One of the biggest new features for this generation of gaming is the concept of motion controls. The Nintendo Wii began the revolution and modified how we played games, and both the Xbox 360 and the Playstation 3 followed suit, releasing the Kinect and Move respectively. Most people will regard motion controlled gaming as the revolution this generation will be remembered for, but I respectfully disagree. While there is no doubt that motion controls have had a significant influence on the gaming landscape, but there is one change which has had a much more profound effect on how we play our games and the way they’re developed.
That’s right folks, achievements and trophies are the true revolutionary feature that this generation unleashed upon the gaming world. You can rarely purchase an Xbox 360 or Playstation 3 game without finding yourself faced with a list of these unlockable “rewards” for performing certain actions within the game. Some of these listed actions may be as simple as pressing the Start button at the main menu while others may require you to play through the entire game or a specific segment of the game within a time limit and without dying. All one has to do is take a look at how achievement lists have evolved on the Xbox 360 since launch, and the fact that the PS3 adopted trophy lists soon after achievements became more popular to understand that these small pictures that pop up on our screens have a monumental affect on gamers. Initially, the achievement system on the Xbox 360 was designed as a way for gamers to show off the “significant” things they had accomplished within a game. If you look at the achievement list for a game such as Perfect Dark Zero, you will notice that not only are almost all of them multiplayer-related, but based on spending hours upon hours playing a single variant of the multiplayer. If you examine the trophy or achievement lists for most games today, there will likely be a significant portion of them dedicated to merely completing chapters of the campaign. It may be impossible to speak for developers, especially to suggest they all have the same singular reason for creating the achievements or trophies they do, but it is hard to deny that unlocking these little awards has become increasingly simple.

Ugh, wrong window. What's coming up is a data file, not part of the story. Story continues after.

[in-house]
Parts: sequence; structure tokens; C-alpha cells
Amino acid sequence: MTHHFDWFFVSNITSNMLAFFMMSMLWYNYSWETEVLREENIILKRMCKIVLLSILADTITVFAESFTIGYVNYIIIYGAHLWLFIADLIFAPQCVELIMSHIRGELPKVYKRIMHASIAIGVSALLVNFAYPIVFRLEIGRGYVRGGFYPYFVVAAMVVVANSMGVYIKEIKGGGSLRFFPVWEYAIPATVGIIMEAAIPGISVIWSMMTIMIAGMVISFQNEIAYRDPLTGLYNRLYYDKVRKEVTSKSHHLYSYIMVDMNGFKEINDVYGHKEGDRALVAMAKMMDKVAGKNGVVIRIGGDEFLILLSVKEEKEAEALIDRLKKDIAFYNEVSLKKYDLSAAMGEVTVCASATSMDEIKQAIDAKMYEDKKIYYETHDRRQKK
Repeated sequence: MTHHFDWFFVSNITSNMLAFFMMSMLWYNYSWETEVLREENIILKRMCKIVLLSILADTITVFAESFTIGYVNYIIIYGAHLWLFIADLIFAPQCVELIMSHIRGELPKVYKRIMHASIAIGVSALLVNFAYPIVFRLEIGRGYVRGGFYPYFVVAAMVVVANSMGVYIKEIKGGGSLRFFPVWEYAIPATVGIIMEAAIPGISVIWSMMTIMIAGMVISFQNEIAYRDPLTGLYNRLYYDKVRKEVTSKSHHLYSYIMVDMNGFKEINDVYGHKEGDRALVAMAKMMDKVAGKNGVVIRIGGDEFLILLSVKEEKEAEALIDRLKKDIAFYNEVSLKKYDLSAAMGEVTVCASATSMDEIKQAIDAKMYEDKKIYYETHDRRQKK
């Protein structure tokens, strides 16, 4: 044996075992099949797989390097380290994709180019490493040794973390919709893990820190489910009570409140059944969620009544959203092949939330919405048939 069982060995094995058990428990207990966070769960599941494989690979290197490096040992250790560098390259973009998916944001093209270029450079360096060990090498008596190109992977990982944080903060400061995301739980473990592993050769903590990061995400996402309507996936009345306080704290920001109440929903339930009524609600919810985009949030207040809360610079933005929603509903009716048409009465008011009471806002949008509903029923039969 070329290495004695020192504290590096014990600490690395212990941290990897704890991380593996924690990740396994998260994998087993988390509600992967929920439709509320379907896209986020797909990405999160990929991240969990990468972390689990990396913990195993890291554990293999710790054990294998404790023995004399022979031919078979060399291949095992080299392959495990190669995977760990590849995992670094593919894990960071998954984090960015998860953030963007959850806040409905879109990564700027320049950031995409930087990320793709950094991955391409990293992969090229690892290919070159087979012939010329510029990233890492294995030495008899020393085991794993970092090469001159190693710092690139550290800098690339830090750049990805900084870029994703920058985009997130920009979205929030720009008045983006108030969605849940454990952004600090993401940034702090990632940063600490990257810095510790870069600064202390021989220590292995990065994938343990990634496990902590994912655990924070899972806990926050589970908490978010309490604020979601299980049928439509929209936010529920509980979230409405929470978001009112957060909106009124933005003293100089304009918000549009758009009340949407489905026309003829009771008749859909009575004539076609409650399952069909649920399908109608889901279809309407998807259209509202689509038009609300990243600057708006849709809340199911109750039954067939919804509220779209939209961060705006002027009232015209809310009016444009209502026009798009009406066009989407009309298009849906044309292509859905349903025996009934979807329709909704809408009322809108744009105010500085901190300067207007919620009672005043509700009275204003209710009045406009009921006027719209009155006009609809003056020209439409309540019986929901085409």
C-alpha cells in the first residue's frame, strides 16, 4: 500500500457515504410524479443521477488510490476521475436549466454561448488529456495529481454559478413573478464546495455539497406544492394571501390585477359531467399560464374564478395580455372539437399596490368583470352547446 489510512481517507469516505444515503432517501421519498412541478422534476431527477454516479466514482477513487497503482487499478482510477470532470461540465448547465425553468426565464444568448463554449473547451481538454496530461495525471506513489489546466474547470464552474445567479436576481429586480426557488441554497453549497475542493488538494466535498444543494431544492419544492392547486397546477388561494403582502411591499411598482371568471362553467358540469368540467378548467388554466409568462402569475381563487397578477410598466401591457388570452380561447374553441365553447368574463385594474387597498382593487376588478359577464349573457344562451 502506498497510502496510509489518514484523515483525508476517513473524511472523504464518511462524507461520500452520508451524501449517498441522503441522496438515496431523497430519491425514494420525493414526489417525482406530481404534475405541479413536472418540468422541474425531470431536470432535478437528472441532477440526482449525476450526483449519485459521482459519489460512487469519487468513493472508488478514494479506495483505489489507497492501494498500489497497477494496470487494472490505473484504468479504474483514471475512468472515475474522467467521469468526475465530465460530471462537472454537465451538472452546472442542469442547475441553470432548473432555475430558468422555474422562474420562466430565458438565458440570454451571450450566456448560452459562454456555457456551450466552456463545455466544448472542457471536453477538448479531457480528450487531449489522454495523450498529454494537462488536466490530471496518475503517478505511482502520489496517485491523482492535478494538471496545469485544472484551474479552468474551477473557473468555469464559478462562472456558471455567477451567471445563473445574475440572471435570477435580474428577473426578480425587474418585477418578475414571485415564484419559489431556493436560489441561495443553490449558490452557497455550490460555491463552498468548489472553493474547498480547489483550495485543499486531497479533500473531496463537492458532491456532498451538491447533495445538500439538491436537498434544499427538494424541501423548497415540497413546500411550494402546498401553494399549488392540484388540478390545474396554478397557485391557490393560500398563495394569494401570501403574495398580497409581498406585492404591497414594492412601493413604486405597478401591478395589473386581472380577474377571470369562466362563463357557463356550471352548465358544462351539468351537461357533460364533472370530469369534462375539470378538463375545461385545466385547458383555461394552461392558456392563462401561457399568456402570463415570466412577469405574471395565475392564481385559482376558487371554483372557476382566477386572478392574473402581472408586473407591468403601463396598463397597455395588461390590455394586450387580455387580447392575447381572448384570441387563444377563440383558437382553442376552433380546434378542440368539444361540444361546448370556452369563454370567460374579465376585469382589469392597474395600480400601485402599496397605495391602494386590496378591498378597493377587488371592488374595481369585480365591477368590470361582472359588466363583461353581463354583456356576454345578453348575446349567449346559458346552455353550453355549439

It is not difficult to understand why some gamers have fallen in love with the system, or why it worked so well in the first place. Having a small symbol appear on the screen and keeping track of the things a gamer has accomplished within a game is a form of positive reinforcement, something that utilizes psychology to the advantage of game companies. When you see that symbol pop up and hear that noise, it makes you feel good about what you’ve done, rewarding you for your actions despite the fact that achievements and trophies count for next to nothing. Much like how you feel when someone acknowledges your hard work, compliments you on how you look, or thanks you for a kind gesture, receiving some form of reward activates that desire within us as humans to be appreciated. Sure, trophies may be a very unconventional form of appreciation, and achievements may not be the first thing that come to mind when pondering ways to thank someone, but in the world of gaming, they are certainly effective.